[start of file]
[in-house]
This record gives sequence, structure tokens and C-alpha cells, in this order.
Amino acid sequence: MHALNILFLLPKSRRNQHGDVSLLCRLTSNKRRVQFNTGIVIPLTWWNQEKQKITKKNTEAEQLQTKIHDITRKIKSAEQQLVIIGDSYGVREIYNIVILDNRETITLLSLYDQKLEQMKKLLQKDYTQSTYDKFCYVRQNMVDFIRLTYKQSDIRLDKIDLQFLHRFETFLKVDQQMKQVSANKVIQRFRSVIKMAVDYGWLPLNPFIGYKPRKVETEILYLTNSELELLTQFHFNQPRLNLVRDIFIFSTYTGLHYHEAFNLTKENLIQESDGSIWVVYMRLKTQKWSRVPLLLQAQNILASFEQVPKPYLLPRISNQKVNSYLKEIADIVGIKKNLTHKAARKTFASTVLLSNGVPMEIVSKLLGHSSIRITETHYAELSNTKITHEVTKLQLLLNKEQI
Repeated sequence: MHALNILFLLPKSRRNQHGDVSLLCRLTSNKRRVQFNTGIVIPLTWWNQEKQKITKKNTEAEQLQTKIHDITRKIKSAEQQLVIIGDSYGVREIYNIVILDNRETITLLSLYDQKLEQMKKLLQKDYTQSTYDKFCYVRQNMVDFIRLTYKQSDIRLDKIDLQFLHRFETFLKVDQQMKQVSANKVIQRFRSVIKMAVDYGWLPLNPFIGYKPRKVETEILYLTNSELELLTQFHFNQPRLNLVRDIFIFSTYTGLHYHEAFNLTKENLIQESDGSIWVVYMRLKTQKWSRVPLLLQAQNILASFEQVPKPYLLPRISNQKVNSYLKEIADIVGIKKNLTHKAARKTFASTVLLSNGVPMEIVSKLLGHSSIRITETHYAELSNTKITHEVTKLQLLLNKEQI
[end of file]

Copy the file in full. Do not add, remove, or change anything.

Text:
[in-house]
This record gives sequence, structure tokens and C-alpha cells, in this order.
Amino acid sequence: MHALNILFLLPKSRRNQHGDVSLLCRLTSNKRRVQFNTGIVIPLTWWNQEKQKITKKNTEAEQLQTKIHDITRKIKSAEQQLVIIGDSYGVREIYNIVILDNRETITLLSLYDQKLEQMKKLLQKDYTQSTYDKFCYVRQNMVDFIRLTYKQSDIRLDKIDLQFLHRFETFLKVDQQMKQVSANKVIQRFRSVIKMAVDYGWLPLNPFIGYKPRKVETEILYLTNSELELLTQFHFNQPRLNLVRDIFIFSTYTGLHYHEAFNLTKENLIQESDGSIWVVYMRLKTQKWSRVPLLLQAQNILASFEQVPKPYLLPRISNQKVNSYLKEIADIVGIKKNLTHKAARKTFASTVLLSNGVPMEIVSKLLGHSSIRITETHYAELSNTKITHEVTKLQLLLNKEQI
Repeated sequence: MHALNILFLLPKSRRNQHGDVSLLCRLTSNKRRVQFNTGIVIPLTWWNQEKQKITKKNTEAEQLQTKIHDITRKIKSAEQQLVIIGDSYGVREIYNIVILDNRETITLLSLYDQKLEQMKKLLQKDYTQSTYDKFCYVRQNMVDFIRLTYKQSDIRLDKIDLQFLHRFETFLKVDQQMKQVSANKVIQRFRSVIKMAVDYGWLPLNPFIGYKPRKVETEILYLTNSELELLTQFHFNQPRLNLVRDIFIFSTYTGLHYHEAFNLTKENLIQESDGSIWVVYMRLKTQKWSRVPLLLQAQNILASFEQVPKPYLLPRISNQKVNSYLKEIADIVGIKKNLTHKAARKTFASTVLLSNGVPMEIVSKLLGHSSIRITETHYAELSNTKITHEVTKLQLLLNKEQI